Listeriosis is a bacterial infection caused by a Gram-positive, motile bacterium, Listeria monocytogenes,which is often found in soil and is present in most animals. It’s transmitted to humans through contaminated food.
Healthy people rarely become ill from listeria infection, but the disease can be fatal to unborn babies and newborns. People who have weakened immune systems are also at higher risk of life-threatening complications. Prompt antibiotic treatment can help curb the effects of listeria infection.
Listeria bacteria can survive refrigeration and even freezing. That’s why people who are at higher risk for serious infections should avoid eating the types of food most likely to contain listeria bacteria.
The symptoms of listeriosis usually last 7–10 days. The most common symptoms are fever and muscle aches and vomiting. Nausea and diarrhea are less common symptoms. If the infection spreads to the nervous system it can cause meningitis, an infection of the covering of the brain and spinal cord. Symptoms of meningitis are headache, stiff neck, confusion, loss of balance, and convulsions
If you develop a listeria infection, you may experience:
*Loss of appetite
*Respiratory distress (usually pneumonia)
*Increased pressure inside the skull (due to meningitis) possibly causing suture separation
Symptoms may begin a few days after you’ve eaten contaminated food, but it may take as long as two months before the first signs and symptoms of infection begin.
If the listeria infection spreads to your nervous system, signs and symptoms may include:
*Confusion or changes in alertness
*Loss of balance
Symptoms during pregnancy and for newborns ;
During pregnancy, a listeria infection is likely to cause only mild signs and symptoms in the mother. The consequences for the baby, however, may be devastating. The baby may die unexpectedly before birth or experience a life-threatening infection within the first few days after birth.
As in adults, the signs and symptoms of a listeria infection in a newborn can be subtle, but may include:
*Little interest in feeding
Listeria bacteria can be found in soil, water and animal feces. Humans typically are infected by consuming:
*Raw vegetables that have been contaminated from the soil or from contaminated manure used as fertilizer
*Unpasteurized milk or foods made with unpasteurized milk
*Certain processed foods — such as soft cheeses, hot dogs and deli meats that have been contaminated after processing
*Prepacked salads (unless they’re thoroughly washed)
*Pâté made from meat, fish or vegetables
*Blue-veined or mould-ripened cheeses
*Soft-whip ice cream from ice-cream machines
*Precooked poultry and cook-chill meals (unless thoroughly reheated)
*Poor food hygiene and storage practices also increase the risk of someone developing listeriosis
Unborn babies can contract a listeria infection from the mother via the placenta. Breast-feeding is not considered a potential cause of infection.
Pregnant women and people who have weak immune systems are at highest risk of contracting a listeria infection.
Pregnant women and their babies
Pregnant women are significantly more susceptible to listeria infections than are other healthy adults. Although a listeria infection may cause only a mild illness in the mother, consequences for the baby may include:
*A potentially fatal infection after birth
People who have weak immune systems
This category includes people who:
*Are over 60
*Are undergoing chemotherapy
*Have diabetes or kidney disease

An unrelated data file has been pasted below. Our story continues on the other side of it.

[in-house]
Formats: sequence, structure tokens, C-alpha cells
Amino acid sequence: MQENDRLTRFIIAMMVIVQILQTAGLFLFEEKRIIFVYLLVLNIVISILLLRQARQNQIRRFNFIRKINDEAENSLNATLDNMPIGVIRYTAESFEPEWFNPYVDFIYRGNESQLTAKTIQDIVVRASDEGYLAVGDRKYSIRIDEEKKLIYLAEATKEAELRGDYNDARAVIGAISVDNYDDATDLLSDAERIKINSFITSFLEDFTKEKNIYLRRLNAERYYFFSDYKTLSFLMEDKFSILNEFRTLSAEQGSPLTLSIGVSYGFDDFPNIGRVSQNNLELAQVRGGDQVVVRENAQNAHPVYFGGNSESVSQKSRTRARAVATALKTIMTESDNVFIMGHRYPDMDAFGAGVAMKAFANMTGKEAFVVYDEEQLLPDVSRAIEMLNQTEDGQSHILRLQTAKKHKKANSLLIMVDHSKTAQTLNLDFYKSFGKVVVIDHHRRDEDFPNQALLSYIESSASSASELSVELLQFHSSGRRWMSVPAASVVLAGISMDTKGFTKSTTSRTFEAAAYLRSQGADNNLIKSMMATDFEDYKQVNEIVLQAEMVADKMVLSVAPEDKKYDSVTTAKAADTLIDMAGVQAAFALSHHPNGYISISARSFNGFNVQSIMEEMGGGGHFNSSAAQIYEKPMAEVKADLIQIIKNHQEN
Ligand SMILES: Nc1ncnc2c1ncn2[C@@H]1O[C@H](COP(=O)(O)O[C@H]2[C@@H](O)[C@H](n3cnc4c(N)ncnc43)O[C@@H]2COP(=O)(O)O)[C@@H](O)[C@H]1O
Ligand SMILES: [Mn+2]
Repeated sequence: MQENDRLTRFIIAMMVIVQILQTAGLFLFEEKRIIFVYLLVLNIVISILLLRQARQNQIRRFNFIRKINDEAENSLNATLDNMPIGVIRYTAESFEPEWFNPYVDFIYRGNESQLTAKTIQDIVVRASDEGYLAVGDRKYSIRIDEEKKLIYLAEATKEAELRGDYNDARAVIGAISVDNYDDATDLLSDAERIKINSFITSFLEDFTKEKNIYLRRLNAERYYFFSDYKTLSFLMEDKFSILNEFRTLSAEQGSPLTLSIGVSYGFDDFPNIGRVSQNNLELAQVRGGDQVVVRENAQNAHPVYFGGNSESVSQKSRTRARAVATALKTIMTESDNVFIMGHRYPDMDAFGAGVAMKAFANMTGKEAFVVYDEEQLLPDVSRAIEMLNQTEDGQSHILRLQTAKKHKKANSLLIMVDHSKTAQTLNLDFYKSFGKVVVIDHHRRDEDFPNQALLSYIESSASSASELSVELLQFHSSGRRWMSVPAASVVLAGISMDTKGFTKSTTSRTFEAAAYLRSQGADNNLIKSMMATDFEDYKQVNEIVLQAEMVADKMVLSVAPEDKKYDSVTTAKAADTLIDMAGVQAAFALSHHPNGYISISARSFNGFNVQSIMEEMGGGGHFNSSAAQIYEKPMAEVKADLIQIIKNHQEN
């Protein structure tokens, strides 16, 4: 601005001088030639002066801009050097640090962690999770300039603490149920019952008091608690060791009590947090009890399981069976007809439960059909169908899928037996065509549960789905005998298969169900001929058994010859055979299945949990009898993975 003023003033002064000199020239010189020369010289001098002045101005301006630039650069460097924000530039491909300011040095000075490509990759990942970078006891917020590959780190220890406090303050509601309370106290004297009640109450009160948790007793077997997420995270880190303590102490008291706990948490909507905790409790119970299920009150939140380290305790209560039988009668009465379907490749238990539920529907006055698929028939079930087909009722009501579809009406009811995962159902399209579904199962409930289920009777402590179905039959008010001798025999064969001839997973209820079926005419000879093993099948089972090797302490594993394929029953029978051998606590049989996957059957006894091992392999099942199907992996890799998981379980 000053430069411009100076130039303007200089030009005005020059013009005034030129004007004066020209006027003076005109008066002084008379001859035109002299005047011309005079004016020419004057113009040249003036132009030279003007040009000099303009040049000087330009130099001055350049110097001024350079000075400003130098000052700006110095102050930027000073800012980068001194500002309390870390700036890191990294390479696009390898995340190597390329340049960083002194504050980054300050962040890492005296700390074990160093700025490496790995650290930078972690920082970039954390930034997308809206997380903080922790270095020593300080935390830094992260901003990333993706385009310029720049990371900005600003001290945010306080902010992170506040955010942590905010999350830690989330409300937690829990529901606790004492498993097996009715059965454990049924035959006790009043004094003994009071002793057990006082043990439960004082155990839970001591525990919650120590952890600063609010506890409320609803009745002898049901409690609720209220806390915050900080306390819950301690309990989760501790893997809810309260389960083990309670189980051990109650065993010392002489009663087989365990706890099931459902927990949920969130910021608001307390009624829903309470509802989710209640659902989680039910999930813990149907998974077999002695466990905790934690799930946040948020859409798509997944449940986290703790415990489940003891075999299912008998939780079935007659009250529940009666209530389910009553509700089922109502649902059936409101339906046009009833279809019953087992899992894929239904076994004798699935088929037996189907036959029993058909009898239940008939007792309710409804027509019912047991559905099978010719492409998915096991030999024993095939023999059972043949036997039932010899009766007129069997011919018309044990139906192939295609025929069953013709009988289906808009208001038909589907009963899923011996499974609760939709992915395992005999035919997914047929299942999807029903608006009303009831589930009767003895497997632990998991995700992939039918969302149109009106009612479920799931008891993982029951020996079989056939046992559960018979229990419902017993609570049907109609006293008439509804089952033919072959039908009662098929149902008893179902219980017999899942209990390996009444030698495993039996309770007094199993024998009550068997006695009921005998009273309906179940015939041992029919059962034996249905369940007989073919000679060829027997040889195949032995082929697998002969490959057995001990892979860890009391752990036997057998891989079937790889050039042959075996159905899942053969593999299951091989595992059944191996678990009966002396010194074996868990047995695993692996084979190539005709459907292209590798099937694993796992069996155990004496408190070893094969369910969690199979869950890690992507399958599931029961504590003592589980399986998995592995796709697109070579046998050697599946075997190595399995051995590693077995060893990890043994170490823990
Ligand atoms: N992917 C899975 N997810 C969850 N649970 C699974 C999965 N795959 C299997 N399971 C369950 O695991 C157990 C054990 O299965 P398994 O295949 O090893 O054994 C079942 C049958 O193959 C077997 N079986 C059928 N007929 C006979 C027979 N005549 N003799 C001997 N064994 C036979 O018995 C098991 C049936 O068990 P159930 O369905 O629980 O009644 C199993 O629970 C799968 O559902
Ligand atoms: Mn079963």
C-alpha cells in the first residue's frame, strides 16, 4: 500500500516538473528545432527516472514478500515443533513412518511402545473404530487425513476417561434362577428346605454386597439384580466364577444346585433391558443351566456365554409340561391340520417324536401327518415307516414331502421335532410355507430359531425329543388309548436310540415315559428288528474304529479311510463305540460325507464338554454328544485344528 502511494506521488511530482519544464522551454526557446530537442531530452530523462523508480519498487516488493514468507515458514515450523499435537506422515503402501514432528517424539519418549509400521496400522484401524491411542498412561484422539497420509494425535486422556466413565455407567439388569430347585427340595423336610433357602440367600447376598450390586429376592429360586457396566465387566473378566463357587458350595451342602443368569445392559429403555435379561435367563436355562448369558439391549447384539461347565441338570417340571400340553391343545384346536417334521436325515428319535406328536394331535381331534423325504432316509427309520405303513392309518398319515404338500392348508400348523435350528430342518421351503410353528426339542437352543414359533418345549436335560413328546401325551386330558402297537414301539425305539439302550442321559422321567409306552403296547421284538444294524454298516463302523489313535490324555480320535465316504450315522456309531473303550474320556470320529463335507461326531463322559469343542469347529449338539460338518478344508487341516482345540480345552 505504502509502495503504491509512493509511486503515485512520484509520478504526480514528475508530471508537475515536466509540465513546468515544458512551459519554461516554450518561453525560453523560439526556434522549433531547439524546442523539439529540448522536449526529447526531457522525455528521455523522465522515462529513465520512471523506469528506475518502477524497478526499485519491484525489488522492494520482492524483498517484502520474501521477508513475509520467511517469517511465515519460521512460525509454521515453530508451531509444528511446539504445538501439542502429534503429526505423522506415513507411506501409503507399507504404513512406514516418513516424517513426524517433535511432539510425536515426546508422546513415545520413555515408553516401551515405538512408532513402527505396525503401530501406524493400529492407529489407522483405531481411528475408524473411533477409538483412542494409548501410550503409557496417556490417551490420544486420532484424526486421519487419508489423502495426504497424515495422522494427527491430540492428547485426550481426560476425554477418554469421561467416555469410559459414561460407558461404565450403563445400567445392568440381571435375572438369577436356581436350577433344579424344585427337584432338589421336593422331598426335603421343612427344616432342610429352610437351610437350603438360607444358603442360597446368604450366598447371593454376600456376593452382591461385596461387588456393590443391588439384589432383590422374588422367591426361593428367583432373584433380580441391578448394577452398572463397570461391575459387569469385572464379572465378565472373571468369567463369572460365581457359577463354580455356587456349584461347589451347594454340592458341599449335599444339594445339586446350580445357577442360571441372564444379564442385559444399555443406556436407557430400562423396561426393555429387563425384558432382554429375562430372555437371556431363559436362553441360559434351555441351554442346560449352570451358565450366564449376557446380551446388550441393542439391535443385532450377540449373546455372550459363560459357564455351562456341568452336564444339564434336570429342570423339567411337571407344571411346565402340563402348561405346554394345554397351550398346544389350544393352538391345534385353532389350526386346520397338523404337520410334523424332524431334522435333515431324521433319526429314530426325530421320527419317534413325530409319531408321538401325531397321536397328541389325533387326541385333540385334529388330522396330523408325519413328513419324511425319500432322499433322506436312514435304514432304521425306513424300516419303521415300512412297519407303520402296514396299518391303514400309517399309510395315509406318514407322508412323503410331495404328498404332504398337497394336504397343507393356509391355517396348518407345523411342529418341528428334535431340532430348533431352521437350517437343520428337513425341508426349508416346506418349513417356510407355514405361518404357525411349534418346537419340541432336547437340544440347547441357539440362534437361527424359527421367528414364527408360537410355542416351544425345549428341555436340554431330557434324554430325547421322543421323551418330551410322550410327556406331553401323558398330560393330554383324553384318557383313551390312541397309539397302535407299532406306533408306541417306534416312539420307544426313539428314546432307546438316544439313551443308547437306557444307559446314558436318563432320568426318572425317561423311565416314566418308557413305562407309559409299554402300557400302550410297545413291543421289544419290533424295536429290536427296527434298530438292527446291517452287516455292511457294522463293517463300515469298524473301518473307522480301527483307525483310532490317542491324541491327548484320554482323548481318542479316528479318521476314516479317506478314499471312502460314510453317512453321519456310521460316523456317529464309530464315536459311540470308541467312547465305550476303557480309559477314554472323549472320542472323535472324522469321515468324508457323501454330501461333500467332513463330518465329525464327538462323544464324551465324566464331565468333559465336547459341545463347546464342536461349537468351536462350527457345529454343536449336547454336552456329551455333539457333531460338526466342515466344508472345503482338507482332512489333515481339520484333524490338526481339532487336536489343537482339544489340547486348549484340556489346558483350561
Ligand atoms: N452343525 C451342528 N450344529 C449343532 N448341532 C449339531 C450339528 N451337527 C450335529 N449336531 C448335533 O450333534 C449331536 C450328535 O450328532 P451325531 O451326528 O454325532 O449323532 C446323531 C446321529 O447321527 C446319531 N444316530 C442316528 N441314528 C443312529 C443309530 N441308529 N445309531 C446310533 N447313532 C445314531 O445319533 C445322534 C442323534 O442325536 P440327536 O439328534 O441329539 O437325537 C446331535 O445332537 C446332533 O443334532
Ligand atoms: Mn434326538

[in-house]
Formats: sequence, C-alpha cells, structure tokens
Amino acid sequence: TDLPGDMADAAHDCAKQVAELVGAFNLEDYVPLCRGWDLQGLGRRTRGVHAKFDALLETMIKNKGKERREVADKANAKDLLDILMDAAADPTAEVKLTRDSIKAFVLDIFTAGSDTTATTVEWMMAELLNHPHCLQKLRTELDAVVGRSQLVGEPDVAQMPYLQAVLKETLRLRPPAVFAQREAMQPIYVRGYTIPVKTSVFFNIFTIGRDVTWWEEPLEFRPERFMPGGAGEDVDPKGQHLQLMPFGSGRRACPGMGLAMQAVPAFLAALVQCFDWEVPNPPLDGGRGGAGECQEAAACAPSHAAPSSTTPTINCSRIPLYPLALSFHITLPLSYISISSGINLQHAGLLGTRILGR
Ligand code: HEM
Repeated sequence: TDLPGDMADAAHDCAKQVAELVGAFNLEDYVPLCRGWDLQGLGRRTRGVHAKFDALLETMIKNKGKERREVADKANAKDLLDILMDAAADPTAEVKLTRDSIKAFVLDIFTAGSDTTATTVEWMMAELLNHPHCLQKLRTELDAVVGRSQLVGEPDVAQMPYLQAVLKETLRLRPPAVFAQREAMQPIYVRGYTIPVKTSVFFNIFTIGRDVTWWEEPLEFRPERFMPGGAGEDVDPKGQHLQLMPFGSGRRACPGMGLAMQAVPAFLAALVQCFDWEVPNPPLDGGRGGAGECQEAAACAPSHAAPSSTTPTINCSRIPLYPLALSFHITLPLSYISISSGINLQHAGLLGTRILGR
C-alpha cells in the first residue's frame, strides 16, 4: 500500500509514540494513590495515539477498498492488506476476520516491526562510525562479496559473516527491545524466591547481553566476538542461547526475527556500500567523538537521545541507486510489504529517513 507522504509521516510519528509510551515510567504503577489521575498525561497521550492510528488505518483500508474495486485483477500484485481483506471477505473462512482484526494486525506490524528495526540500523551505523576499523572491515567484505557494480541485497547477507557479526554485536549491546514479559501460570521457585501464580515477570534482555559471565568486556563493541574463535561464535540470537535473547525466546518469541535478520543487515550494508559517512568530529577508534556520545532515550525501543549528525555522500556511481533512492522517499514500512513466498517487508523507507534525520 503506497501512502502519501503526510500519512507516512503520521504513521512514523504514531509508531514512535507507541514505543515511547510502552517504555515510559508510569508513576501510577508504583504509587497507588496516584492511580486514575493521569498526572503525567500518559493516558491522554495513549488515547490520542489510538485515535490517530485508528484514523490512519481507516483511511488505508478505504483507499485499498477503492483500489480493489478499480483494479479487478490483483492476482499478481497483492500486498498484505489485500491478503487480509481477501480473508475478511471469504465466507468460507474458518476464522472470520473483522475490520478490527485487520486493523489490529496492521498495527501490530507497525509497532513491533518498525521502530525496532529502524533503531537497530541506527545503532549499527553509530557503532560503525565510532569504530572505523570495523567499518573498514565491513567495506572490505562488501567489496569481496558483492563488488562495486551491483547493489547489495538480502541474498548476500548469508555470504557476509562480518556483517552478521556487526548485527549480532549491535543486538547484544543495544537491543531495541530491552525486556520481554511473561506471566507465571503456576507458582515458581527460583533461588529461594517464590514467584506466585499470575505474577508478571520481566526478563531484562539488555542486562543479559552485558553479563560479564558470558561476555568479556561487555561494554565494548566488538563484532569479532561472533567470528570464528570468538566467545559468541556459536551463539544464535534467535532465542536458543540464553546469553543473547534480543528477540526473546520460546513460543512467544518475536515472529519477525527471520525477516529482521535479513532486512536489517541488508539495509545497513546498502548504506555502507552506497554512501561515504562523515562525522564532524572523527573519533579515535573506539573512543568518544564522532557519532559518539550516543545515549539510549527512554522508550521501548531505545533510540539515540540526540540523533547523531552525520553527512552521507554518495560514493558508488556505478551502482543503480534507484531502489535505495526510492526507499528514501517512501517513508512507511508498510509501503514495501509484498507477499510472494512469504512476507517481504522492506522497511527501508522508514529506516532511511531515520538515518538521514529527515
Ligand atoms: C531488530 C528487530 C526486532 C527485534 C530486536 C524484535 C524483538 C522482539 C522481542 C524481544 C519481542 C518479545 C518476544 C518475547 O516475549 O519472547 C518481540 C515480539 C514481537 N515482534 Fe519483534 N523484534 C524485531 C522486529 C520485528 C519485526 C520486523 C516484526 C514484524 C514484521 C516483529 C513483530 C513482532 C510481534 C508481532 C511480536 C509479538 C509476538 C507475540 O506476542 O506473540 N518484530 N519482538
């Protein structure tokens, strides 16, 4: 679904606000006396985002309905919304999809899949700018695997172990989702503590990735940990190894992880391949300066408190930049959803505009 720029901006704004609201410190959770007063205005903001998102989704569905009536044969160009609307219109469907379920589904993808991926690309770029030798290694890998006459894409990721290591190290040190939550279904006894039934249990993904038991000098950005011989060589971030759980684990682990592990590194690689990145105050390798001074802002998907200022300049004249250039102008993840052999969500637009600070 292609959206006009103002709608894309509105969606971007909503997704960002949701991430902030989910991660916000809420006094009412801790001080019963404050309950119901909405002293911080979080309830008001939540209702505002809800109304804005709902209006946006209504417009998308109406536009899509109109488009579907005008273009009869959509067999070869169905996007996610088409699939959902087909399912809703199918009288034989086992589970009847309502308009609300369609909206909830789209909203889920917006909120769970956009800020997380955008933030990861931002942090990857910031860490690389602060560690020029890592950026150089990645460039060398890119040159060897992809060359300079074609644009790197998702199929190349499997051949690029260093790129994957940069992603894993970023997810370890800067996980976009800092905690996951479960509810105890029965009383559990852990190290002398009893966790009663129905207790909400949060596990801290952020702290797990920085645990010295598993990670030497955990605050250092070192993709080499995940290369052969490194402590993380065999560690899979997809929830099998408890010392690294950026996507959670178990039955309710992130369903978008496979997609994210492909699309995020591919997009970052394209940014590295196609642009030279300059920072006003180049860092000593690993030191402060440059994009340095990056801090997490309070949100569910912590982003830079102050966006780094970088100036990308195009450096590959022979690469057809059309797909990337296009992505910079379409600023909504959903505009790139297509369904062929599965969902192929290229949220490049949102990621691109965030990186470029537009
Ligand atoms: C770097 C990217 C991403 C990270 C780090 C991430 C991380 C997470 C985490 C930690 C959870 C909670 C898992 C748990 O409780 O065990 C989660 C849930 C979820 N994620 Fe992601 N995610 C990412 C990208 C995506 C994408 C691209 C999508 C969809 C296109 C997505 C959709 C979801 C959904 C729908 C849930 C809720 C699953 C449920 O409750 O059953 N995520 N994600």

*Take high-dose prednisone or certain rheumatoid arthritis drugs
*Take medications to block rejection of a transplanted organ
Most listeria infections are so mild they may go unnoticed. However, in some cases, a listeria infection can lead to life-threatening complications — including:
*A generalized blood infection (septicemia)
*Inflammation of the membranes and fluid surrounding the brain (meningitis)
Complications of a listeria infection may be most severe for an unborn baby. Early in pregnancy, a listeria infection may lead to miscarriage. Later in pregnancy, a listeria infection may lead to stillbirth, premature birth or a potentially fatal infection in the baby after birth — even if the mother becomes only mildly ill.
In CNS infection cases, L. monocytogenes can often be cultured from the blood, and always cultured from the CSF. There are no reliable serological or stool tests.
Bacteremia should be treated for 2 weeks, meningitis for 3 weeks, and brain abscess for at least 6 weeks. Ampicillin generally is considered antibiotic of choice; gentamicin is added frequently for its synergistic effects.
Listeriosis in a fetus or infant results in a poor outcome with a high death rate. Healthy older children and adults have a lower death rate.Overall mortality rate is 20–30%; of all pregnancy-related cases, 22% resulted in fetal loss or neonatal death, but mothers usually survive
The main means of prevention is through the promotion of safe handling, cooking and consumption of food. This includes washing raw vegetables and cooking raw food thoroughly, as well as reheating leftover or ready-to-eat foods like hot dogs until steaming hot.
Another aspect of prevention is advising high-risk groups such as pregnant women and immunocompromised patients to avoid unpasteurized pâtés and foods such as soft cheeses like feta, Brie, Camembert cheese, and bleu. Cream cheeses, yogurt, and cottage cheese are considered safe. In the United Kingdom, advice along these lines from the Chief Medical Officer posted in maternity clinics led to a sharp decline in cases of listeriosis in pregnancy in the late 1980s
Disclaimer: This information is not meant to be a substitute for professional medical advise or help. It is always best to consult with a Physician about serious health concerns. This information is in no way intended to diagnose or prescribe remedies.This is purely for educational purpose
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